The Ins and Outs of Pet Insurance: Interview with an Expert
If you’re considering pet insurance for your dog, you might be confused by what exactly you would be getting.
What exactly is covered and what isn’t? Anything that precludes your pet from getting insured? What about pre-existing conditions? We talked to Dr. Sarah Nold, on-staff veterinarian with Trupanion Pet Insurance, to find out the ins and out of ensuring your pet.
THK: What would you say is the main reason people get pet insurance?
Sarah Nold: Most people get pet medical insurance to cover the unexpected, such as getting hit by a car or toxin ingestion. Pet insurance provides pet owners a lifeline in the case that your pets falls ill. Roughly one third of Americans don’t have any form of savings for support in case of emergency, so when their pet becomes ill, they are faced with decision to either go into debt or euthanize a family pet. Investing in pet medical insurance is an alternative that greatly reduces the financial burden of medical treatment and keeps pet owners from having to make tough decisions. Instead of focusing on the financial aspect of veterinary care, pet owners can turn their energy towards helping their pet recover.
THK: Anything pet owners can do to reduce insurance costs?
SN: There are a number of factors that can reduce insurance costs. For example, if a pet is spayed or neutered, that can result in a lower monthly premium. Also, with Trupanion specifically, there is just one simple plan that all pets are enrolled under, but to make it customizable, pet owners have the opportunity to control their deductible. They can even choose a deductible of zero if the pet owner feels like that is the best fit for their budget and their pet. Lastly, the earlier a pet is enrolled the better. This way there are less pre-existing conditions that won’t be covered by insurance, forcing the pet owner to pay for those out of pocket.
THK: What factors determine the premium?
SN: Factors that go into determining a monthly premium include breed, age of your pet at enrollment, gender of your pet, and geographical region. Premiums are also determined by evaluating trends of similar age, gender, and breed pets in your area. Veterinary costs can increase over time and as there are advances in technology, the premiums for policies can increase to reflect these changes within the industry.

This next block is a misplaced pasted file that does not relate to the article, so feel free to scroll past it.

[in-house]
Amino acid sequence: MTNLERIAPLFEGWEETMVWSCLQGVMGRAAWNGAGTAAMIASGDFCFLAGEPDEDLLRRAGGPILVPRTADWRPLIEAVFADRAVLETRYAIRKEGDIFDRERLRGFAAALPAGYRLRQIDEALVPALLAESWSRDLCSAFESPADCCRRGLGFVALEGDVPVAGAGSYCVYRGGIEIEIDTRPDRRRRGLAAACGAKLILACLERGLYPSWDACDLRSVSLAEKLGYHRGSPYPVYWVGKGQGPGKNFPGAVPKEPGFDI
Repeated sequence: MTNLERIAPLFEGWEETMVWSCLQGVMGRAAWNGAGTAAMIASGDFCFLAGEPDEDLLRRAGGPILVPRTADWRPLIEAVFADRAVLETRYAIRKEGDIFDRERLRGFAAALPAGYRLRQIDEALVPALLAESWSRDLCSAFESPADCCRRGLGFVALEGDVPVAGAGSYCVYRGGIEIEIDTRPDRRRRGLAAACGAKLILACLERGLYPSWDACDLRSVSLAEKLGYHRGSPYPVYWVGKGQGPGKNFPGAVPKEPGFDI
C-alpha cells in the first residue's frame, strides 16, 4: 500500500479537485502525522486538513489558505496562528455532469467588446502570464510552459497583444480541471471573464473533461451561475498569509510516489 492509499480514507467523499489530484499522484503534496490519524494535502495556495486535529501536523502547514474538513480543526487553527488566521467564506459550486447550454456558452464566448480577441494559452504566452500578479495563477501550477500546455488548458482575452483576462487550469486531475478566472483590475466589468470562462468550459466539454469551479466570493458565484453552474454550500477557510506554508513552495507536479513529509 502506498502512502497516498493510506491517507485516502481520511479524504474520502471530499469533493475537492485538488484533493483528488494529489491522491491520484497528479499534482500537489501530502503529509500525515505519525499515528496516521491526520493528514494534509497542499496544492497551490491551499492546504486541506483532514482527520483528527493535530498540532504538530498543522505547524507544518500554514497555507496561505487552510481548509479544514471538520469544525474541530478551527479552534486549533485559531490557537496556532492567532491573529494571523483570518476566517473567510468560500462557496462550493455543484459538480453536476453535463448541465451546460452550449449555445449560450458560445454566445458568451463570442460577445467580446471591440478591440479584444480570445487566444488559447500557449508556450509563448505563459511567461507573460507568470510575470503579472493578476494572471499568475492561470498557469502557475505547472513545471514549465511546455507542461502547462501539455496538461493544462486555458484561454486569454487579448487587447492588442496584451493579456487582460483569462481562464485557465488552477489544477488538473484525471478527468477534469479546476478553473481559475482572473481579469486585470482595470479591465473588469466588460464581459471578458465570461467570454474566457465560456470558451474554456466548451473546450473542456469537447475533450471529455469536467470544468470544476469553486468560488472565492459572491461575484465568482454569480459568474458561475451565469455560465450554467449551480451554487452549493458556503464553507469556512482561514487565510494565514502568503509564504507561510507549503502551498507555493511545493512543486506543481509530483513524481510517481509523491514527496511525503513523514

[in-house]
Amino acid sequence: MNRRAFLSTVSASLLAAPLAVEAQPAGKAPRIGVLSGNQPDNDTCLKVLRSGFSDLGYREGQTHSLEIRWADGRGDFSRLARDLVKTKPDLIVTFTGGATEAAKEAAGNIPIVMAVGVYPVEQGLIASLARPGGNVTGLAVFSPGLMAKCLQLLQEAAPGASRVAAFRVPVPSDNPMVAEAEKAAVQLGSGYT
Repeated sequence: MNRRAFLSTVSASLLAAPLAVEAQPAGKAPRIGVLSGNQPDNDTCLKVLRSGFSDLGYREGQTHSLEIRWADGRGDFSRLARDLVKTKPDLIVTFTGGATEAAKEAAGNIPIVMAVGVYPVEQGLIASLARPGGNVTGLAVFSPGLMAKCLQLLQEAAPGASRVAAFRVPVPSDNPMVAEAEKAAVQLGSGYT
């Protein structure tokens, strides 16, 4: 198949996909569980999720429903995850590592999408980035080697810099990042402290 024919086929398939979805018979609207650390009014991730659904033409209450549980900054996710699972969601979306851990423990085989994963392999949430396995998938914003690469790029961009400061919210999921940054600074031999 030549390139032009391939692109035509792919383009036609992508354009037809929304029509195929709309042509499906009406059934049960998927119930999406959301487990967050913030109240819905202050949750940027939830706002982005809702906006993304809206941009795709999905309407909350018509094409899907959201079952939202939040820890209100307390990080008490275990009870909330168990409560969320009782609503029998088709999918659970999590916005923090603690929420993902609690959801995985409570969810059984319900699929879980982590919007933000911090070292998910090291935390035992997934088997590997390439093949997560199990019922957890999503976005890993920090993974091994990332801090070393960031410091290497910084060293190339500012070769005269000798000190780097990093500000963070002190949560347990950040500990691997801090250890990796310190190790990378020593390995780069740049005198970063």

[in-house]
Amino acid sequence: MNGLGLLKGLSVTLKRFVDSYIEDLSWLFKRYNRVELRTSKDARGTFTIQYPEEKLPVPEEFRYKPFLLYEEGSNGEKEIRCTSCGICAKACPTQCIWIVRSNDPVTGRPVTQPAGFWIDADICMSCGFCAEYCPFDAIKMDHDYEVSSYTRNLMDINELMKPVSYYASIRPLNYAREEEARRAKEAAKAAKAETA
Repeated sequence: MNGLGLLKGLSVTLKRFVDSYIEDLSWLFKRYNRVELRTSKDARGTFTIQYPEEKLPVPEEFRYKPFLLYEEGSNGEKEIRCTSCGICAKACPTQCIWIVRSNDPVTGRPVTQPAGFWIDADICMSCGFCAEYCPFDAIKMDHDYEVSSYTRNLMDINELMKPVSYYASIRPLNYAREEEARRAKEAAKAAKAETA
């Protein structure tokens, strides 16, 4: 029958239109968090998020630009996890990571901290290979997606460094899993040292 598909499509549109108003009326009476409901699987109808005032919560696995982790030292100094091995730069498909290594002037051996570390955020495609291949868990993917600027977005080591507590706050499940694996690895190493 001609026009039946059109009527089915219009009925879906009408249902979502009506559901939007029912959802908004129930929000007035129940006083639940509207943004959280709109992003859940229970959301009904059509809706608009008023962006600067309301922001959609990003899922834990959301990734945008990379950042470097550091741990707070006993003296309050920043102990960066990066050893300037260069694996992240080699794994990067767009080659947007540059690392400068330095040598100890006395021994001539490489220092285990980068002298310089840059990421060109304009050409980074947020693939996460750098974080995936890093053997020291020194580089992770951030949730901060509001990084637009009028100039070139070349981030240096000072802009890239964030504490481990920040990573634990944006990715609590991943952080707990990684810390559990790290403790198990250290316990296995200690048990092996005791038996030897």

THK: What type of conditions aren’t usually covered by pet insurance?
SN: Pre-existing conditions are not eligible for coverage, which means that any illness or injuries that are a direct result of a past condition will not be covered. For example, if a pet had signs or evidence of skin disease due to allergies prior to policy eligibility then our policy would not allow us to extend coverage for skin disease due to allergies in the future. However, hereditary and congenital issues such as hip dysplasia are eligible for coverage, as long as symptoms for the condition wasn’t present when the pet was first enrolled.
THK: How common is pet insurance compared to other countries?
SN: Pet medical insurance is more popular in the UK, where the concept is more established. Although pet medical insurance is new to the US, the market is growing exponentially each year. Awareness is one of the largest barriers that providers face and why growth has been a little slower. Some pet owners are unaware that it is even a benefit that is available to their pet or how it works. Those who know that pet medical insurance is available have some misconceptions that can explain the tentativeness to enroll.
One of the most common misconceptions it that pet medical insurance is not affordable—that people will end up paying more for it than they will claim overall. But in all actuality, a nominal amount per month is more manageable than trying to find thousands of dollars if not tens of thousands at once for an unexpected pet medical bill. You never know when an accident can happen so it’s better to be prepared. The need for pet medical insurance can be described in relation to life insurance. It’s a benefit you don’t necessary need or want to put to use, but if something were to happen, you’re happy you have it.
THK: Who is a good candidate for pet insurance?
SN: People who have just gotten puppies and kittens are the best candidates for pet medical insurance, as the earlier they enroll their new pet, less likely they are to have any pre-existing conditions which are not eligible for coverage. Additionally, pet owners with dog breeds that are more prone to health issues such as Bernese Mountain Dogs, Labrador Retrievers, and Bulldogs are great candidates as well as over the course of time, the cost of veterinary care for common health issues can add up quickly. Pet insurance is meant for any owner who wants to provide their pet with the best care possible, without having to worry about the financial setbacks when and if accidents happen.